Living room discussions in Indian families range from politics, education, and career to technology and “good behaviour”. Try saying “sex” in one of these chit-chats, and you’ll be met with an uncomfortable silence. It is 2020, and yet a discussion on something as normal as sex is still prohibited in most Indian households. This communication gap is dangerous, especially for teenagers, who have no one to reach out to in their homes if they have any questions regarding, gender, sex and sexuality. Lack of access to proper information and support could have life long ramifications.
Sexuality education is the need of the hour for every adolescent, given the state of teenage pregnancies and sheer ignorance towards consent in many relationships.
The reproductive system is as much a part of our bodies as is the nervous system or respiratory system. Then why do we tend to talk about this set of organs sotto voce? Why are we so shy to discuss sex even with our mothers? Why are schools in urban as well as rural areas not open to include sexuality education in their regular curriculum? How does this integral part of all our lives become something against the culture?
Sexuality is not something that is just physical it also affects our mental and emotional well-being. Despite the effects it has on our overall health, parents shy from these conversations. They haven’t been conditioned to open up about sex and sexuality, not just with their children but in general. Also, one chapter dedicated to reproductive health in our syllabus is read by teachers without raising their eyes to look at the students. When all these doors to seek information about their sexual health are shut on their face, many youngsters start relying on pornography to understand and explore their sexuality. That is certainly not the right way anyone should learn about sex.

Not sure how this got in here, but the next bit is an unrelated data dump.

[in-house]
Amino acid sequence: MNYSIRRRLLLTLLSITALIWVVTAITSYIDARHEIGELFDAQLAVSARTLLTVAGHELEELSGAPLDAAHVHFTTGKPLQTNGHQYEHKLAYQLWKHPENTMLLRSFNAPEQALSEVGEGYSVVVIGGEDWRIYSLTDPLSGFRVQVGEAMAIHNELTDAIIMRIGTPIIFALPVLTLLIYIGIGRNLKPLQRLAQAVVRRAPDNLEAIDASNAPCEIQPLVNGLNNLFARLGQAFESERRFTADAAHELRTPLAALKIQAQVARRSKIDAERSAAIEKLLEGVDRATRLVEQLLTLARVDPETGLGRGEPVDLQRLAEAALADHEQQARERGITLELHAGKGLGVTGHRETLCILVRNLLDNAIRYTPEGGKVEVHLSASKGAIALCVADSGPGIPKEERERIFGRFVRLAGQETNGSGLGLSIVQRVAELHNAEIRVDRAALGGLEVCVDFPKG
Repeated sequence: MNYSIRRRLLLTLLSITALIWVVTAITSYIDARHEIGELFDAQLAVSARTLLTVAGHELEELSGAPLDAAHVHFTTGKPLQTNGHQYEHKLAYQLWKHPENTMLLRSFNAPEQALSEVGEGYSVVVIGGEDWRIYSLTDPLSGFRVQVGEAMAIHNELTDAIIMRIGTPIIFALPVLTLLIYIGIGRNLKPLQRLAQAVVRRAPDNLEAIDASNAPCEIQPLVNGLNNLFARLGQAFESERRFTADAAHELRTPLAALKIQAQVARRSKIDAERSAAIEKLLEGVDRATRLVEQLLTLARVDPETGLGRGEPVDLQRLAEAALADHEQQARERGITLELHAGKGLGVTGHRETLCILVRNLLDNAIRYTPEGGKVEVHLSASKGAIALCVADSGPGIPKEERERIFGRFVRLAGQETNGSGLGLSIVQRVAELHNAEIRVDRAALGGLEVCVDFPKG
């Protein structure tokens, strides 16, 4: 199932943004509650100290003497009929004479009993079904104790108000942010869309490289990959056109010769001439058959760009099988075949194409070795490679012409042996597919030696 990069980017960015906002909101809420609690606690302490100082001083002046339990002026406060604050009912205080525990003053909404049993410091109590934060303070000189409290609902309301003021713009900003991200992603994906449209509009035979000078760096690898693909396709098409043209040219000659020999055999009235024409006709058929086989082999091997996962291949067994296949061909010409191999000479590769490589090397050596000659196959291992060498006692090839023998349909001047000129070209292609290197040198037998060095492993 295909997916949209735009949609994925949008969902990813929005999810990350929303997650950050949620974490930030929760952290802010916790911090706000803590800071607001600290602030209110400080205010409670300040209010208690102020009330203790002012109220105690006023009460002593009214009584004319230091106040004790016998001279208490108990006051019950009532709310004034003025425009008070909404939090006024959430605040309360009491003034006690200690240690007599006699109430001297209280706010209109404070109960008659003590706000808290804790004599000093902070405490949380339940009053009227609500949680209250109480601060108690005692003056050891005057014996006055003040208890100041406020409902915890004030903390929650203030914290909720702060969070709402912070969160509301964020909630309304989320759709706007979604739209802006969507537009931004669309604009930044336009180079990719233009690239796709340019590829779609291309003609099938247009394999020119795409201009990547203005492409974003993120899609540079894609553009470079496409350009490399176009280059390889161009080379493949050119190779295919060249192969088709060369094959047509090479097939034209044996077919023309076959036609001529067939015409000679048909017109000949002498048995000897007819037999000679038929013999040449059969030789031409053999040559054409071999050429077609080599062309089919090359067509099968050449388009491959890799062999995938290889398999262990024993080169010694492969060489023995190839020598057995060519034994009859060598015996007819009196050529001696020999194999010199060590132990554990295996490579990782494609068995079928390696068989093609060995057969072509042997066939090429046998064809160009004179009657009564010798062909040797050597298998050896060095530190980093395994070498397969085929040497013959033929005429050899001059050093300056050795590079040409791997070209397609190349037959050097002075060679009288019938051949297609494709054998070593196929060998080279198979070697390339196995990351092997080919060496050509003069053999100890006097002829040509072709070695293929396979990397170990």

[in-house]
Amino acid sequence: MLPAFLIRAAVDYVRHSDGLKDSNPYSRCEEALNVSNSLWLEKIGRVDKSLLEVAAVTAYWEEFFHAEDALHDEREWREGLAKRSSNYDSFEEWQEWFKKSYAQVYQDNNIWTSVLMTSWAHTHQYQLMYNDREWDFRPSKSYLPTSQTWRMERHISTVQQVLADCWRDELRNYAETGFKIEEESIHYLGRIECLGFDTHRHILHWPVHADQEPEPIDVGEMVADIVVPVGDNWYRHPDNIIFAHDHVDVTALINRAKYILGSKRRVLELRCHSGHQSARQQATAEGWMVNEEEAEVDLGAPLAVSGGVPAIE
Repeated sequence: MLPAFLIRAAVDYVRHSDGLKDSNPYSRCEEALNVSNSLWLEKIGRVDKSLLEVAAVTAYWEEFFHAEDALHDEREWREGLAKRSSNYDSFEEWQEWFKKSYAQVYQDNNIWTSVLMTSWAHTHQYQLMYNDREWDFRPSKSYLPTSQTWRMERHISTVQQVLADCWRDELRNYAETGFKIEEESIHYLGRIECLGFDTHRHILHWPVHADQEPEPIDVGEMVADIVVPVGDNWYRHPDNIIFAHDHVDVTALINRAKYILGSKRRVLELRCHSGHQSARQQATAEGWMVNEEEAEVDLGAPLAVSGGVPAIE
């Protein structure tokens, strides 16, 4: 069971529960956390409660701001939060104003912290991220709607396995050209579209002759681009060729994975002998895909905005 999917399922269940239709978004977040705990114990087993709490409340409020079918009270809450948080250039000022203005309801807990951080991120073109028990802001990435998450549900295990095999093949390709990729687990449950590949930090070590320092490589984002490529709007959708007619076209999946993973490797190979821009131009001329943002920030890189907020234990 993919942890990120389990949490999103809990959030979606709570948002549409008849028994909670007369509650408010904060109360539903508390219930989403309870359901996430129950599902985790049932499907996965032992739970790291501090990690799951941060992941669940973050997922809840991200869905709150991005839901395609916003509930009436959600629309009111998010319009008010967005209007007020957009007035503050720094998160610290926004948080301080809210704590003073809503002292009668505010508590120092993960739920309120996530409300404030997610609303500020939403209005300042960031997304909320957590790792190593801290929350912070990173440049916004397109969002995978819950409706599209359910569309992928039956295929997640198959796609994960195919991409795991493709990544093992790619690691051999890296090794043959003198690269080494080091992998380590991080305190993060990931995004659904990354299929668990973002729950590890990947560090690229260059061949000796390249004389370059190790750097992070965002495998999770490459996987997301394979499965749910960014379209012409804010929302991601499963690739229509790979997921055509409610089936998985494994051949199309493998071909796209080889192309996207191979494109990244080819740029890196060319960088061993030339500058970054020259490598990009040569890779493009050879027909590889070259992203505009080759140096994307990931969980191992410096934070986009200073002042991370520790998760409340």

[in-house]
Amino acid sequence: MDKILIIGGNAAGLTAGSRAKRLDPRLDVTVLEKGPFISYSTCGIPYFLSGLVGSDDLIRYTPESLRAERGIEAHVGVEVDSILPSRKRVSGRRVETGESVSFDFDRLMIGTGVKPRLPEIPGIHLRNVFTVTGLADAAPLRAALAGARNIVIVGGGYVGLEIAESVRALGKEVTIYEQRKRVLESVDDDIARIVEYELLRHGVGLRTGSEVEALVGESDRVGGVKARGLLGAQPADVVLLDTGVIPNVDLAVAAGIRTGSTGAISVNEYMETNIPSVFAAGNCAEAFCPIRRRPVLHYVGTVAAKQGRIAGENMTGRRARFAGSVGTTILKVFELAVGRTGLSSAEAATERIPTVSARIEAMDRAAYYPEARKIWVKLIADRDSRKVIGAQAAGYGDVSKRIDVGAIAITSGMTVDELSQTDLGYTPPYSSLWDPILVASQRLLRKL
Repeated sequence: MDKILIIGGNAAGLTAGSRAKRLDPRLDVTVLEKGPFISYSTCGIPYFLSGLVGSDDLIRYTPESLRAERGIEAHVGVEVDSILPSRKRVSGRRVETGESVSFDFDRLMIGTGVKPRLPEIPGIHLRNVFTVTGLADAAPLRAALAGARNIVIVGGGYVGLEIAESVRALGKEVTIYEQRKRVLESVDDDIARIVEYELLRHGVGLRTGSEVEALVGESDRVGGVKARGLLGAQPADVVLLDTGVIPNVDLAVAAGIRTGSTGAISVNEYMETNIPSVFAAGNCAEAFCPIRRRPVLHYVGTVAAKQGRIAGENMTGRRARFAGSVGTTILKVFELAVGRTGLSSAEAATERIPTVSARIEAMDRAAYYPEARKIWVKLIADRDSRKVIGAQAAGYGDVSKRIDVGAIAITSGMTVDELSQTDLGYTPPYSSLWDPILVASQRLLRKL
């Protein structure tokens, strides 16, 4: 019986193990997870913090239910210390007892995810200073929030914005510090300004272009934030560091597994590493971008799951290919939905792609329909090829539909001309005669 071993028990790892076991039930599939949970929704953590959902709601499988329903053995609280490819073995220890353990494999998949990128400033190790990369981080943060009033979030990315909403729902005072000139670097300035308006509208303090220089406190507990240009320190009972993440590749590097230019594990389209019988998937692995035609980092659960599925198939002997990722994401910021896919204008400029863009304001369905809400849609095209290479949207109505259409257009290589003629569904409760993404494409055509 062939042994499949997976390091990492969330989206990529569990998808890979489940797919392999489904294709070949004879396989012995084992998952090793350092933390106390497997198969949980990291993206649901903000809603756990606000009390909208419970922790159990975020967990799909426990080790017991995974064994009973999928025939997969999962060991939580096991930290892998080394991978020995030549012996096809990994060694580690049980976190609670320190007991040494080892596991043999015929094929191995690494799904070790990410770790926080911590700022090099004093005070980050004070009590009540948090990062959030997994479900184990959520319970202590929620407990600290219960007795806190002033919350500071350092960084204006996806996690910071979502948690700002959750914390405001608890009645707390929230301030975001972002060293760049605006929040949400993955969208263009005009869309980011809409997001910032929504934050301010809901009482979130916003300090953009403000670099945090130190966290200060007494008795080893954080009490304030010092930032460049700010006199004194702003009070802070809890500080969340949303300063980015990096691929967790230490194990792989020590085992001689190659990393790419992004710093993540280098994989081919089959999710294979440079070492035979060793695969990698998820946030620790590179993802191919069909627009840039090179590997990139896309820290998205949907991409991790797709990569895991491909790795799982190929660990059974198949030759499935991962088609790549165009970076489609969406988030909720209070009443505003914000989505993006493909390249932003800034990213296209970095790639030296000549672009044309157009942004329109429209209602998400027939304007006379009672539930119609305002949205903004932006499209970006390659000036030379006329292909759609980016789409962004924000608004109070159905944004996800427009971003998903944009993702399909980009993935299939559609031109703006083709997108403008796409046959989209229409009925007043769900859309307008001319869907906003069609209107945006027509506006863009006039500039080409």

How does this integral part of all our lives become something against the culture?
Sexuality education does not merely comprise of knowledge on sexual intercourse per se but also includes the biological and emotional factors like sexual anatomy, reproductive health and rights, safe sex and birth control. Sexuality education does not encourage sex but instead inculcates safe sex practices and emphasizes the age of consent which is eighteen in India.
Indian culture associates a girl’s virginity with purity and the family’s honor, and thus they keep them uninformed about sexuality until of course, they’re married off. Sexual awareness is seen as a “bad influence” which could “spoil” a girl and eventually her marital prospects. Closing our eyes to something won’t stop it from happening, would it? The lack of conversation within families on sexuality merely hints at their obliviousness to teenage and young adult life today, and how sexuality cannot be clamped by notions of morality. What it does is make matters worse.
There is a lack of awareness about contraception and safe sex practices among the youth. They need to be enlightened about these and parents and teachers play a major role in imparting this knowledge.
Teenage pregnancies are quite prevalent in India. 7.8 percent of women between 15 and 19 years of age are pregnant or are mothers, according to the 2015-16 National Family Health Survey (NFHS)-4 data. Sexually transmitted infections too are widespread, especially in rural areas. This report reveals that every year six percent of the adult population in India is infected with sexually transmitted infections and reproductive tract infections (STIs/RTIs). Why are these so common in the country, you ask? The answer lies in your hesitation to be vocal about sexuality. There is a lack of awareness about contraception and safe sex practices among the youth. They need to be enlightened about these and parents and teachers play a major role in imparting this knowledge.
Don’t zip the mouth of your children when they ask what sexuality is. Talk to them about self-exploration, sexuality, reproductive health and shatter the taboos you’ve grown up with. Help them steer smoothly through teenage and adolescence. Read about how can you be more open to such conversations with your young kids because ignoring this is definitely not the solution.
Picture by Dr. Gayle Friend
Saavriti is an intern with SheThePeople.TV. The views expressed are the author’s own.
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